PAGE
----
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The Story of Isidasi, a Buddhist Nun

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 In the city of Pataliputta, treasured
on earth for its glorious flowers,
there were two mendicant nuns of the Buddha's own Sakya clan.
One was Isidasi, the other was Bodhi,
both of them morally pure, skilled in meditation, wise,
and freed from painful vices.
They begged alms, ate their food,
washed their bowls,
and found a secret place to rest and share their stories.

"You're still beautiful, Isidasi.
Your youth hasn't faded.
What vision of evil drove you
to renounce the world?"
In that secret place she told her tale to teach the truth of Buddha's way.
Isidasi said to Bodhi,
"Hear why I am a mendicant nun:

In the great city of Ujjeni
my father was a merchant of high repute.
I was his only daughter,
deeply loved and pampered.
A wealthy merchant sent noblemen
from the city of Saketa
to arrange a marriage, and my father
gave me to be his son's wife.
Day and night I humbled myself
to honor my in-laws-
my training made me bow
my head down at their feet.
When I saw my husband's
sisters and brothers
I cringed and crept away
to free my seat for them.
I kept fresh-cooked food and drink
and spiced pickles ready
to serve their demands.

I woke early every morning
to scrub my hands and feet
before I crossed the threshold
to beg my husband's blessing.
Like a slave girl,
I too combs and scented oils
and my mirror to groom him.
I cooked his rice gruel,
I washed his bowl,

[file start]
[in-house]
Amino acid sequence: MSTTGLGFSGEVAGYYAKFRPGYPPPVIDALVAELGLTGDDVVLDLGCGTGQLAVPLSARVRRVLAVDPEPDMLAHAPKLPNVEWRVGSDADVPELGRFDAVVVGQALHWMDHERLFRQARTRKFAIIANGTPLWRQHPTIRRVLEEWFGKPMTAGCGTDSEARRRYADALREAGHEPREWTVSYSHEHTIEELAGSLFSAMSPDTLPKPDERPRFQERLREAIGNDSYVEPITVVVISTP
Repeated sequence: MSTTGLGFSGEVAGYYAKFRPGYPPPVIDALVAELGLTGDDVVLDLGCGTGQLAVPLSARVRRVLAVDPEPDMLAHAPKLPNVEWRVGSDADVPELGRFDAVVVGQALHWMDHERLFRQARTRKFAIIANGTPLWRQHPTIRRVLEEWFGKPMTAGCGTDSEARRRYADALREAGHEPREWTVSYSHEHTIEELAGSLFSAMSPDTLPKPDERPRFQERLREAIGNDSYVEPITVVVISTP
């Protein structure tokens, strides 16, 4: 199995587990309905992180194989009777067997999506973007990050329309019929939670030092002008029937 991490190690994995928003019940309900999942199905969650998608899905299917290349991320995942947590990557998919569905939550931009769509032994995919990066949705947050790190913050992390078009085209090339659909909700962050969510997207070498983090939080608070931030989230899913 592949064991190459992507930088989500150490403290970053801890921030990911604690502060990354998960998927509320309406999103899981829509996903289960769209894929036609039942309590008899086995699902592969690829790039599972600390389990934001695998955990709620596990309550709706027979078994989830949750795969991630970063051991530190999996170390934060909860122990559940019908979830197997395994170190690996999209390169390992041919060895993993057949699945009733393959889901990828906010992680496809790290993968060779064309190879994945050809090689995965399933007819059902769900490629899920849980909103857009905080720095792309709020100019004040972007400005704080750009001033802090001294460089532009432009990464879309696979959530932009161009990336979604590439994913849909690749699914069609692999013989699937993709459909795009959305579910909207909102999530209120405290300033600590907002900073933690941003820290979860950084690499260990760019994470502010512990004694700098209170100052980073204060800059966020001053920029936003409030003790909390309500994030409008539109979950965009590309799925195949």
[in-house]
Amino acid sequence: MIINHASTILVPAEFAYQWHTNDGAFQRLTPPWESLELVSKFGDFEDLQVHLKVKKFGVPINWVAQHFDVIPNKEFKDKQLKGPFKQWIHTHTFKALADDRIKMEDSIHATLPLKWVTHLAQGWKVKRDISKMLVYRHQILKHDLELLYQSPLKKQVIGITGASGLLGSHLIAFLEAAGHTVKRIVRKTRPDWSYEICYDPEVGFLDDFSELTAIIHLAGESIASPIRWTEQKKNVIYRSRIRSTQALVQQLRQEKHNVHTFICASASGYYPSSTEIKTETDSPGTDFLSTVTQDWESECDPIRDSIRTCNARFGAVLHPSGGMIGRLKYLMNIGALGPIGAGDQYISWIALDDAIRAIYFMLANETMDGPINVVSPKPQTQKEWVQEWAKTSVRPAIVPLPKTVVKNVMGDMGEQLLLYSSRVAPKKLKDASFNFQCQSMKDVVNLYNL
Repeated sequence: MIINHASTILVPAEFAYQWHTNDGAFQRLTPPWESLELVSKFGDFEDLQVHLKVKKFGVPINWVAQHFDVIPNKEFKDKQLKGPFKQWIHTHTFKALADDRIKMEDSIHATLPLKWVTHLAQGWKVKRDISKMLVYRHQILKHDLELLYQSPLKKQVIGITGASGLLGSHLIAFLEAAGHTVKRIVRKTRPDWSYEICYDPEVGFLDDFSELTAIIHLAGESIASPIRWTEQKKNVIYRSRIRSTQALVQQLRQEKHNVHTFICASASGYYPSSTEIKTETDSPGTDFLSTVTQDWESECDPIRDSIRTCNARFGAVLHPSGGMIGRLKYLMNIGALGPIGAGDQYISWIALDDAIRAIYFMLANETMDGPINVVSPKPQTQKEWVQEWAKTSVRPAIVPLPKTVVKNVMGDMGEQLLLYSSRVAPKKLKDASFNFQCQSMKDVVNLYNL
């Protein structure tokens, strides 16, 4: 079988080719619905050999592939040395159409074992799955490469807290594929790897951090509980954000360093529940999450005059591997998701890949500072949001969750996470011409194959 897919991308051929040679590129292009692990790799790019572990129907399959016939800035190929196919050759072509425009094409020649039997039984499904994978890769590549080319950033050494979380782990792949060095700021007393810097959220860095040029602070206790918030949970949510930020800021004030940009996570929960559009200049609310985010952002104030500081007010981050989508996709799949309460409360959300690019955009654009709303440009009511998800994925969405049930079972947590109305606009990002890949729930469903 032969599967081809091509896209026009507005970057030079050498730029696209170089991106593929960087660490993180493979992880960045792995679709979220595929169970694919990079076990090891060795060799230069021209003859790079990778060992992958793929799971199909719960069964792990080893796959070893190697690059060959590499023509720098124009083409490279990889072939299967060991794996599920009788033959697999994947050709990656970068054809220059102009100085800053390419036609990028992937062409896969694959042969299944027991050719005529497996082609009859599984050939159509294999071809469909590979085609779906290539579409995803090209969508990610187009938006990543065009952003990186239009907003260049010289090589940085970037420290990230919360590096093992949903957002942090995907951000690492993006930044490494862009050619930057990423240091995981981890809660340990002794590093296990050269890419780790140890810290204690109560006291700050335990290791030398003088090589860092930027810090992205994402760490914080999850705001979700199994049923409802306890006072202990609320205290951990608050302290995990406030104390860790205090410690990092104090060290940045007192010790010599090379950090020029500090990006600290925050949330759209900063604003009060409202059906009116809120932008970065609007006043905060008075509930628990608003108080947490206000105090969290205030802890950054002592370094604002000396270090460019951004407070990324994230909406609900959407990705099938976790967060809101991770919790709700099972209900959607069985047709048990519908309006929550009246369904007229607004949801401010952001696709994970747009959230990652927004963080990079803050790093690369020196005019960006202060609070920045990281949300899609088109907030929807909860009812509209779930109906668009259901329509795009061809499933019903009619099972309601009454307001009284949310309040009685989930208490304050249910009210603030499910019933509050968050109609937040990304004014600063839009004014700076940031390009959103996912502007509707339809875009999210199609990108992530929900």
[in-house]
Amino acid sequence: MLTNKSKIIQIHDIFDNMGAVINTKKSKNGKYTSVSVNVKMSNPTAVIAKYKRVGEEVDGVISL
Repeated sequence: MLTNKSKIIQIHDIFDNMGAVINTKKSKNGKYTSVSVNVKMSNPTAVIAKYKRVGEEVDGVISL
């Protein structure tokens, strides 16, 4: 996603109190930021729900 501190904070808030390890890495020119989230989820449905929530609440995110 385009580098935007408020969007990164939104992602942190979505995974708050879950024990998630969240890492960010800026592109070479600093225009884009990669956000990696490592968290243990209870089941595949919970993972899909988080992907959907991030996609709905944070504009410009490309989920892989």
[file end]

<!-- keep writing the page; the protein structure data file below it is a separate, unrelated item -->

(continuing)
I waited on this husband
like a mother dotting on her son.
Though I was diligent and humble,
meticulous and virtuous
in serving him,
my husband despised me.
He begged his parents,
'Give me your leave.
I must go away. I will not stay
in this house with Isidasi!'
'Don't speak this way, son!
Isidasi! Is intelligent and wise,
diligent, meticulous.
Doesn't she please you, son!'
She does me no harm,
but I will not stay with Isidasi.
I detest her! Enough!
Give me leave, I must go away!
My husband's parents
heard his words and questioned me,
'How did you offend him?
Confide what really happened.'
'I committed no offense or harm
or ever answered his cruel words.
I don't know what I did
to make this husband hate me.'
They took me back
to my father's house.
'To keep our precious son
we sacrifice this goddess.'

Then my father married me
into another wealthy house. The second merchant took me
for half the first bride price.
I lived in that house
for barely a month,
serving him like a slave until he sent me back.
Then my father snared an ascetic
begging for alms; he said,
'Be my daughter's husband!
Throw away your robe and pot!'
He stayed for two weeks
before he told my father,
'Give me my robe and pot and cup!
I'll beg for alms again.'
My parents and my family
beseeched him,
'What have we neglected?
Quickly, name your every want!'
He answered, 'I only want enough to feed myself.
I will not stay in this house
with Isidasi!'
They dismissed him and he left.
I brooded in my solitude:
'I'll tell them I'm going to die
unless I become a mendicant nun.'
And the great nun jinadatta
came begging alms
at my father's house-she was
disciplined, wise, morally pure.
I rose when I saw her
and gave her my seat,
bowed at her feet
and offered her a meal.
I served her fresh-cooked food
and drink and spiced pickles.
When she had eaten, I said,
'Lady, I want to be a nun.'
My father argued, 'My child,
you may follow the Buddha's way
by giving food and drink to holy men and brahmin priests.'
I pleaded in tears, begging his blessing,
'I must destroy
the evil I have done!'
When I was sixteen
the son of this merchant
noticed my maiden youth
and took me.
He had another wife
who was moral and virtuous,
in love with her husband.

I sowed discord with her.
The fruit of seven former lives
made three husbands scorn me,
though I served them like a slave-
I have ended all this now.

Source:Rielly, Kevin. Readings in World Civilizations, Volume One:The Great Traditions. New York: St. Martins Press. 1995,p. 144-14